Liberia: National Elections Commission Denies Unity Party’s Request to Dismiss Complaint by LP, ANC
Monrovia – The National Elections Commission (NEC) has denied the request by the Unity Party (UP), seeking the dismissal of the complaint filed by the Liberty Party and the Alternative National Congress.
Following announcement of the withdrawal of UP and the ALP from the Collaborating Political Parties (CPP), the Liberty Party (LP) and the Alternative National Congress (ANC) filed a complaint to the NEC that they only learned about the withdrawal of the two parties through media reports, and they, as constituent parties of the CPP were not informed.
The letter was issued under the signatures of embattled Chairman Bility and Martin Kollah Chairman and Secretary-General of the LP, and Daniel Naatehn and Aloysius Toe, Chairman and Secretary-General of the ANC respectively.
They complained that though, the Bility-fraction of the LP and the ANC have learned through the media and several online interviews of officers of the UP and the ALP, both parties have failed to officially notify the body through its National Advisory Council or the National Executive Committee of the CPP.
“There have been no official communications from the ALP or UP to either the CPP National Advisory Council or National Executive Committee regarding the said withdrawal. We also learned that both parties have requested the commission to bar the use of their name and logo from the CPP logo”, the communication stated.
In their complaint, they called on the NEC to provide them with the official status of the ALP and UP as it relates to the CPP, and also called on the NEC to compel the ALP and UP to provide official communication to the CPP of their withdrawal and waiving any further rights within the CPP.
The ANC and Bility-fraction of the LP also drew the NEC’s attention to Section 8.5 (2) of the CPP framework document which prescribes the process by which a constituent party may withdraw its membership from the CPP.
Section 8.5 (2) of the CPP framework document states that: Constituent Party desiring to withdraw from the CPP shall first exhaust the dispute resolution mechanism stipulated in the framework document. If the Constituent Party which has satisfied the dispute resolution mechanism is not satisfied with the outcome, it shall file a resolution to withdraw from the CPP signed and duly executed by two-thirds (2/3) of the membership of the National Executive Committee, it is being understood, however, that a party withdrawing from the alliance prior to the next presidential, legislative and local elections shall not field candidates in its name”.
Invoking Section 8.5 (2) of the CPP framework, the ANC and LP called on the NEC to reject and deny any application from the ALP and UP to field candidates in their names in any election until the expiry of the 2023 elections, including up to six months in line with the CPP agreement.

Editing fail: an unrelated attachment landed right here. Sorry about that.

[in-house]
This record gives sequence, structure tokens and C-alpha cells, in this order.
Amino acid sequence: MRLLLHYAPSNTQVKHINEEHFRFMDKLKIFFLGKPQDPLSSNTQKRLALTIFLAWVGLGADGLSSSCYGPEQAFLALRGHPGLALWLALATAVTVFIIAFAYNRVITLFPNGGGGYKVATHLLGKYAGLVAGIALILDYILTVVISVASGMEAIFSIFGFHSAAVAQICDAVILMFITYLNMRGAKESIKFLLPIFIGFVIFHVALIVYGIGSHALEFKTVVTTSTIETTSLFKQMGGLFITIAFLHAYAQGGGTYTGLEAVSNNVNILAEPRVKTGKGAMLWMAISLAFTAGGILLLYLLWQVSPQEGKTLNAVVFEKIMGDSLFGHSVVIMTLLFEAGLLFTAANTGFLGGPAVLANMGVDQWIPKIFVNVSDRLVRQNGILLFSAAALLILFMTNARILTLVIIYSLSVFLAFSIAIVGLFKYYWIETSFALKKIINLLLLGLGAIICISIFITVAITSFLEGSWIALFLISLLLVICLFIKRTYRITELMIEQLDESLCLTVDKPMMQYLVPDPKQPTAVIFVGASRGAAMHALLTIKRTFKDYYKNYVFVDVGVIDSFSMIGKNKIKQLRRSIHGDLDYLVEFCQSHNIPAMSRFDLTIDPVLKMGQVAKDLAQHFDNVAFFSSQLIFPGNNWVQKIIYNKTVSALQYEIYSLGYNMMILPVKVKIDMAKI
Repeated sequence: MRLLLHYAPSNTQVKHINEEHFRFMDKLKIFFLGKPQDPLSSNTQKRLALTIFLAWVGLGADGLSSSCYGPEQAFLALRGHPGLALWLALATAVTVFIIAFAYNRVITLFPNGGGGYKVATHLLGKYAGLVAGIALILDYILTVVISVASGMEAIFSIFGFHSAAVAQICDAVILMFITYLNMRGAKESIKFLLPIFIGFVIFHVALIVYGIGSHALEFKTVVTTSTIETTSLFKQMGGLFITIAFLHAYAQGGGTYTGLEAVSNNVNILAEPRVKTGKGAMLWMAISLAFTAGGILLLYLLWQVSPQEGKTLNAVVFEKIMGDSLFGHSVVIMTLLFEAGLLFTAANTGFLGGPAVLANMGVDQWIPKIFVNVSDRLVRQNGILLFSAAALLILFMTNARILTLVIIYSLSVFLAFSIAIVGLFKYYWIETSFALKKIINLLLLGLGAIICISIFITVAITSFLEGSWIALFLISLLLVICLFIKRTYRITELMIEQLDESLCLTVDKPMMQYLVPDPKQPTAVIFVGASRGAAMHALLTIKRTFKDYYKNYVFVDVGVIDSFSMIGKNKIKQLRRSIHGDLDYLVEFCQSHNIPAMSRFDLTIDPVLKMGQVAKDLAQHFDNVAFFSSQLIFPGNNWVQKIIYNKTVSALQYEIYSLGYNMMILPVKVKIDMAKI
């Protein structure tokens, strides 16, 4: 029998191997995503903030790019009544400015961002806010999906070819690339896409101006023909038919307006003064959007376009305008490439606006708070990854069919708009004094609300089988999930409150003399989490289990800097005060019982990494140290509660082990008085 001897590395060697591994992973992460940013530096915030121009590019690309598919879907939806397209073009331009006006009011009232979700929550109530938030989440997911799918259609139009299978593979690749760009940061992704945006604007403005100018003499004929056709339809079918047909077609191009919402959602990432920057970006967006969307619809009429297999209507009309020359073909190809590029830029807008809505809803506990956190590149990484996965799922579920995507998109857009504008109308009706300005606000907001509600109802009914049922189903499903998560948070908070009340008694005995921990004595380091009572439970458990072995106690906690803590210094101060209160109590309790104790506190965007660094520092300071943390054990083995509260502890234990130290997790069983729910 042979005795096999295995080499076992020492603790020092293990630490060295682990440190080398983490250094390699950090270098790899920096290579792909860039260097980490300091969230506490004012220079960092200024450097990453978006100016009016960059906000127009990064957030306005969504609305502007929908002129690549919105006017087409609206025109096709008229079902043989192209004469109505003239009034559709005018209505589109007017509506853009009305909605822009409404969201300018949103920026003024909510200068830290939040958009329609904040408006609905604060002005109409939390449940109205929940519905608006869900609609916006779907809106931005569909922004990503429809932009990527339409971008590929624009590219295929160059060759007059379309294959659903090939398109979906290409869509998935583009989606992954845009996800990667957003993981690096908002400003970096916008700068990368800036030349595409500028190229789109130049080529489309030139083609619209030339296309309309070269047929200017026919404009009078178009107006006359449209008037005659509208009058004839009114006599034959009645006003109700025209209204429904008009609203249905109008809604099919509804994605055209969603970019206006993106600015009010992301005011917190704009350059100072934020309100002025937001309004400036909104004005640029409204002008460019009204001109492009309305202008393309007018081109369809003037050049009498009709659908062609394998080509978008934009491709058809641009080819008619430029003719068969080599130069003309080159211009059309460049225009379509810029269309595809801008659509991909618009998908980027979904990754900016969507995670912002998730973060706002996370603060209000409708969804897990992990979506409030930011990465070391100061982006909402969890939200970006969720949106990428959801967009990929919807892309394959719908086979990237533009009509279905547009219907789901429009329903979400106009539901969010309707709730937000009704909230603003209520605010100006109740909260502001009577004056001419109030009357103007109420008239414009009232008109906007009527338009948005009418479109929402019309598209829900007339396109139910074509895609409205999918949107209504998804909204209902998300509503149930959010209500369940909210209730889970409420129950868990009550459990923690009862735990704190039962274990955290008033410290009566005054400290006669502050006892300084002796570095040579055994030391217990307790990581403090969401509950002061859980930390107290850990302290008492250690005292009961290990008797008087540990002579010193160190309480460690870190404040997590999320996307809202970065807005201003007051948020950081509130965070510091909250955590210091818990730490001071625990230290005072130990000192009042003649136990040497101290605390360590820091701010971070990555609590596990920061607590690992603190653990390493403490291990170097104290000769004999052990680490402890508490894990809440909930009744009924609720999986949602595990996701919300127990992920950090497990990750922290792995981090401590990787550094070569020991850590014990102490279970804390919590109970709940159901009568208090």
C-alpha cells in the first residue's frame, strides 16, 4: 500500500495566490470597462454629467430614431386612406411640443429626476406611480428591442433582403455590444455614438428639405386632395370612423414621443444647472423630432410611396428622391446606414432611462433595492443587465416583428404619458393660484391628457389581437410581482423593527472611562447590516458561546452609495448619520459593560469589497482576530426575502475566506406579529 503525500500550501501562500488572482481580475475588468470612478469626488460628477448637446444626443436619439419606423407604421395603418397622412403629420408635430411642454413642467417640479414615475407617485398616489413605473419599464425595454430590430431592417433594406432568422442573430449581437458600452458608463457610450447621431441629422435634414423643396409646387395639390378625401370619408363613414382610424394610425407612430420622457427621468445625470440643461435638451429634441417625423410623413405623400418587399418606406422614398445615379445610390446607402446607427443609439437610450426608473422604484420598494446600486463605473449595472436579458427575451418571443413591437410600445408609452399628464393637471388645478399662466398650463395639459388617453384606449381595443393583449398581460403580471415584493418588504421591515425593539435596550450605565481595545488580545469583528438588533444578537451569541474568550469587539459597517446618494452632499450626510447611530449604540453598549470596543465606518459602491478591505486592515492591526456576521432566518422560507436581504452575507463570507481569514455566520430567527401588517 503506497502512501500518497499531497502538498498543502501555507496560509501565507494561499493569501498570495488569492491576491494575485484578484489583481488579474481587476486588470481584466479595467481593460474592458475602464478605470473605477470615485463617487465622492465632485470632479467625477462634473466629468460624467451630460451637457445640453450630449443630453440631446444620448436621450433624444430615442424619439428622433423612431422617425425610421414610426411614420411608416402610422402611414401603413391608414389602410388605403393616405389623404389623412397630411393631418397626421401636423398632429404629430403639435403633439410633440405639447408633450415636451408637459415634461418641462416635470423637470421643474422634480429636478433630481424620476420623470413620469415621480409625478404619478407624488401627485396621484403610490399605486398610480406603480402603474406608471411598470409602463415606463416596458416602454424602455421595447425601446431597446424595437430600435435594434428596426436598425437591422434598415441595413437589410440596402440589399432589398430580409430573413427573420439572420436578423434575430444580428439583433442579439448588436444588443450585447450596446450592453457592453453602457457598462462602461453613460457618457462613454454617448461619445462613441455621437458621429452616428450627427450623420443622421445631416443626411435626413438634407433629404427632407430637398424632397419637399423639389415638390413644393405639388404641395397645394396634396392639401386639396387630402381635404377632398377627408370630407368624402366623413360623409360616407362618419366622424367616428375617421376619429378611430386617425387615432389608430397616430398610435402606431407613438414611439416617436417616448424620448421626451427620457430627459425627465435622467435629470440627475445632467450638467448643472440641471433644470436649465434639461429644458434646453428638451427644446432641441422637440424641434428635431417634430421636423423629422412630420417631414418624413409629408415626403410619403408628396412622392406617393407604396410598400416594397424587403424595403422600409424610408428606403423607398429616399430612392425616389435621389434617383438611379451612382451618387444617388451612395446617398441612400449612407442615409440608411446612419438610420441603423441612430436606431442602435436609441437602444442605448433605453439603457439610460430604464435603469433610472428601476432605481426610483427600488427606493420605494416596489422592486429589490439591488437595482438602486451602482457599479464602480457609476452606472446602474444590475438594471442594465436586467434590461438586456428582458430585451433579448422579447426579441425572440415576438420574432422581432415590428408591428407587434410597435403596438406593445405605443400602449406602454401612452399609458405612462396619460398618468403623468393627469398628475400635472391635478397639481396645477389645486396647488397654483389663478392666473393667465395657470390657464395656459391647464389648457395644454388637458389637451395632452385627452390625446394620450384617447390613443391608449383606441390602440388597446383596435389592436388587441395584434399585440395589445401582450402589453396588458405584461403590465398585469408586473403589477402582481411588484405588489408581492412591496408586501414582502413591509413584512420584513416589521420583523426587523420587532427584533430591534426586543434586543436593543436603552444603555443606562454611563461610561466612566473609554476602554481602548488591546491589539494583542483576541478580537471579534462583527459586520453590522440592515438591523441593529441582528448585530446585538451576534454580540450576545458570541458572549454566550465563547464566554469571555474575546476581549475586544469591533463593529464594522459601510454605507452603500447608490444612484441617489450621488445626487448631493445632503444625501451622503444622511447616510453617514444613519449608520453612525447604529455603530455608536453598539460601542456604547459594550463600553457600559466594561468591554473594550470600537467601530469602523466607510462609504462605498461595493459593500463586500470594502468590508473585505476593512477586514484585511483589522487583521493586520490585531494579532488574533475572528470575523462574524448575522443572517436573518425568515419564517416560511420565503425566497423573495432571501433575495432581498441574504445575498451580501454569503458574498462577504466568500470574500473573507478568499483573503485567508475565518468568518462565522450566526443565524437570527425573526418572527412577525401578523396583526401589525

However, the UP, in a counter action, and citing several reasons, filed a motion to dismiss the two parties’ complaint.
The UP argued that NEC cannot give advisory opinion and declare rights; something that the NEC agreed with. However, the NEC, citing the Constitution and the current elections’ laws, said the complaint filed against the two parties falls specifically within its responsibility.
As to UP’s assertion that the Framework Document (FD) is currently a matter in court and cannot be the subject of a complaint before the NEC, the Election Body said it takes judicial notice of the cases currently in court involving the FD. However, given the fact that there has not been any finality to any of these cases and, beyond that, the cases are not identical in terms of the parties and substance, the matter falls within the purview of the NEC.
Responding to the UP’s assertion that LP lacks standing as a result of its inter party dispute, the NEC said, as far as it is concerned, there is no basis to assume such position. And even if that were the case, the complaint was brought by both LP and ANC has a right to bring the suit, therefore the matter would still be before the NEC.
The NEC noted that it has ruled on several occasions on the matter; stating that the LP Constitution filed at NEC, until amended by an LP Convention or successfully challenged in a court of law, remains the valid governing document.
Also responding to the UP’s assertion that it was not given ample opportunity to properly respond to the complaint due to fast pace of assignment by NEC, the NEC said it is a national institution with responsibilities that it must exercise and attach timeliness to. And in the wake of the pending by-elections and prescribed processes and the fact that the decision from this case will inform actions to be taken in those processes as it relates to the UP candidate nomination, it is the responsibility of the NEC to conduct a speedy hearing in the matter.
On the question of UP’s eligibility to field a candidate in its name after leaving CPP, the NEC, in its ruling said, “Given that none of the parties are challenging the right of the ALP and UP to withdraw, and that this case is not identical to cases in other forum, the NEC has jurisdiction to hear the matter. Therefore, the UP/ALP Motion To Dismiss was denied and the case will be heard by NEC.”